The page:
In taking your medical history, your health professional will ask questions about:
Shortness of breath. When were you first short of breath (at exercise or at rest)? How often are you short of breath? How long have you been short of breath? Is it getting worse? How far can you walk and how many steps can you climb before having to stop because of shortness of breath? Coughing. How often and when do you cough? How long have you been coughing? Is it getting worse? Do you cough upmucus(sputum)? What color is it? Have you ever coughed up blood? Your and your spouse's or housemate's use of tobacco: whether any of you smoke, how long you've smoked, how many cigarettes a day you smoke, how long ago you quit smoking, whether you feel you can quit smoking, and more. Exposure to airborne irritants, such as dust or chemicals, on the job. Childhood respiratory illnesses. Family history of respiratory disease. Other medical conditions you may have and their treatment. How your condition is affecting your quality of life: missed work, disrupted routines, and depression, for example. What type of family and social support you have.
During the physical examination, your health professional will examine your body for other clues that may explain the cause of your symptoms. A physical exam involves:
Taking your temperature, weight, andbody mass index (BMI), which measures weight for height and provides a way to estimate the effect of weight on health. Examining your ears, eyes, nose, and throat for signs of infection. Listening to your heart and lungs with a stethoscope. Checking for signs that blood is backing up in your neck veins, which may indicate a heart problem such ascor pulmonale. Pressing or tapping on your abdomen (abdominal palpation). Examining your fingers and lips to see whether the skin has a blue tint (cyanosis). Checking your fingers to see if their ends swell and the nails bulge outward (clubbing). Evaluating your legs and feet for swelling (edema). A physical examination is not painful, but parts of it (such as abdominal palpation) may feel slightly uncomfortable.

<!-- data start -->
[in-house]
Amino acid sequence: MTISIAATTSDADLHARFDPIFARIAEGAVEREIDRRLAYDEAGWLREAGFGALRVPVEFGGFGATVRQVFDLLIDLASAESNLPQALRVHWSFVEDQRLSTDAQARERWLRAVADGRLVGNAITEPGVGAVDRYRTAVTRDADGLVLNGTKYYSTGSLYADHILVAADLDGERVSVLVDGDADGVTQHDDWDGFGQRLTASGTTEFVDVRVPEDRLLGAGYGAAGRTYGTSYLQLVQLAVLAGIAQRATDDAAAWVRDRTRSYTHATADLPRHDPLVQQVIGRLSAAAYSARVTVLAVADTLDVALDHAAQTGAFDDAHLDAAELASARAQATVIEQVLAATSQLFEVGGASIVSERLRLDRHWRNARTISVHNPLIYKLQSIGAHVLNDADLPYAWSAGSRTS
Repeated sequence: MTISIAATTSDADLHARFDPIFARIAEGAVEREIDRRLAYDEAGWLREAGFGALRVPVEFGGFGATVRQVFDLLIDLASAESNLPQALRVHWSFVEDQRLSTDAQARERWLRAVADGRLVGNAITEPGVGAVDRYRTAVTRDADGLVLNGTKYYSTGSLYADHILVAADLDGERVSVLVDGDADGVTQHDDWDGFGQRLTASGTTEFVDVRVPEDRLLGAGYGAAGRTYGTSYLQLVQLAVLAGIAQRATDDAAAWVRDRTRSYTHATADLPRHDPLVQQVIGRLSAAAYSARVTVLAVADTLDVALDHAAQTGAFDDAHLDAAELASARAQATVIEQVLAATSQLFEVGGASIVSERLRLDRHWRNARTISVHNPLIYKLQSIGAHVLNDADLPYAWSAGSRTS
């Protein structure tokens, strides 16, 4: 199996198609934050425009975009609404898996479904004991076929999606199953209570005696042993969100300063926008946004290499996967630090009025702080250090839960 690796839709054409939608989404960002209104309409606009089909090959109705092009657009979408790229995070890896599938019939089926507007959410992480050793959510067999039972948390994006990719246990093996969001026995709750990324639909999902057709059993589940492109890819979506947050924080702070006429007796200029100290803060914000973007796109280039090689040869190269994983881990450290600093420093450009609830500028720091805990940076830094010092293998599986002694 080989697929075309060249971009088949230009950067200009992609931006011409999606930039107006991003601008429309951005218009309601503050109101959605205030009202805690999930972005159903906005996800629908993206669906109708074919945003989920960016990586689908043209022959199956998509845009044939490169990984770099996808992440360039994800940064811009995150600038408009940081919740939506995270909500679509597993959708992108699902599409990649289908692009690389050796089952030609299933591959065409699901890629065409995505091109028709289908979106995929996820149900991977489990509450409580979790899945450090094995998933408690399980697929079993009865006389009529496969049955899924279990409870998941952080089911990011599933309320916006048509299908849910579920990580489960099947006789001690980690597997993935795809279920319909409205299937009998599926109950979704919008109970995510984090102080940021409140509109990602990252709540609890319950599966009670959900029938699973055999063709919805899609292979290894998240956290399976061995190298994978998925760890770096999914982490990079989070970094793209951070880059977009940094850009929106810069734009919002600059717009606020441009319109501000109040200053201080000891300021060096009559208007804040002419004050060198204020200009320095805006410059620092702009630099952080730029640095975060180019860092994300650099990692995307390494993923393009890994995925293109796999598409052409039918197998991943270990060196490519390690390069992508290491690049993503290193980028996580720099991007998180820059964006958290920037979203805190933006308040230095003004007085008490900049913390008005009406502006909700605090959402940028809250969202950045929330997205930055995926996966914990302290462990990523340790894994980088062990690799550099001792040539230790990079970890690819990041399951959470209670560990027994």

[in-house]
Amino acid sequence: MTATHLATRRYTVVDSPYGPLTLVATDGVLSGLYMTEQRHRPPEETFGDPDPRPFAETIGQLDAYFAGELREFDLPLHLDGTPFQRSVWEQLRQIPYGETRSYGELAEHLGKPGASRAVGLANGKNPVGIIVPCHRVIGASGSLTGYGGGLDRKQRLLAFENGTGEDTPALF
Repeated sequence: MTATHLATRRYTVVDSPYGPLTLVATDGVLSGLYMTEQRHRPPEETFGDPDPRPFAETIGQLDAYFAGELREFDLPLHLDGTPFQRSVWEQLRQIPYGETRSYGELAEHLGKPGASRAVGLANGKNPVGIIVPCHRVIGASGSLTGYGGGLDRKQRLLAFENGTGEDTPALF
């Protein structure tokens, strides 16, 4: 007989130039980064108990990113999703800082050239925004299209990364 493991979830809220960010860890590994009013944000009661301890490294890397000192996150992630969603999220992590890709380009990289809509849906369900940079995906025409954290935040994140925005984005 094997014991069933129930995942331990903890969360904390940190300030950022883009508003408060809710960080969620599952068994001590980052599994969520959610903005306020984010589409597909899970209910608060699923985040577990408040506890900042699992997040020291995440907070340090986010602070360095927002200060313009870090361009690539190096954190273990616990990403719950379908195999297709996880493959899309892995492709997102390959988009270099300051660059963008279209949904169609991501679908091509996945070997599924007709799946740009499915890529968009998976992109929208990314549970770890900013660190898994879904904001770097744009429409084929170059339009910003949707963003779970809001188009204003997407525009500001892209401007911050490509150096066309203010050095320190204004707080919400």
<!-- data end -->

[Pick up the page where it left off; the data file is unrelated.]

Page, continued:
Why It Is Done
A history and physical exam help your health professional make a diagnosis. They are a routine and important part of any visit to a health professional.
Your history may reveal risk factors that suggest you have COPD or an increased risk for developing COPD, such as:
Cigarette smoking. Family history ofemphysema. Work-related hazards. Frequent, severe respiratory illnesses. Long-term (chronic) cough with or without mucus. Progressive shortness of breath. Your physical examination may also suggest COPD. Findings indicating COPD include: An expanded chest (barrel chest). Wheezingduring normal breathing. Taking longer to exhale fully. Decreased breath sounds or abnormal breath sounds such as crackles or wheezes.
Certain physical exam findings will help your health professional assess the severity of your condition. These include:
The use of "accessory" muscles, such as the neck muscles, during quiet breathing. Breathing through pursed lips. The inability to complete full sentences without stopping to take a breath. Bluish discoloration of the fingertips or nailbeds (cyanosis). Swelling in the legs or abdomen.
Any or all of these findings may suggest severe impairment.
A careful history and examination of your heart should also be done to exclude heart disease that can either be associated with or cause symptoms similar to those of COPD. This is especially important because smoking is an important risk for heart disease as well as COPD. The heart exam may reveal a rapid heart rate or show signs ofheart failure.
Thelivermay be increased in size, which sometimes can occur because of right-sided heart failure (cor pulmonale).
The result of the physical exam varies. Not every person will have all the possible symptoms or signs of COPD.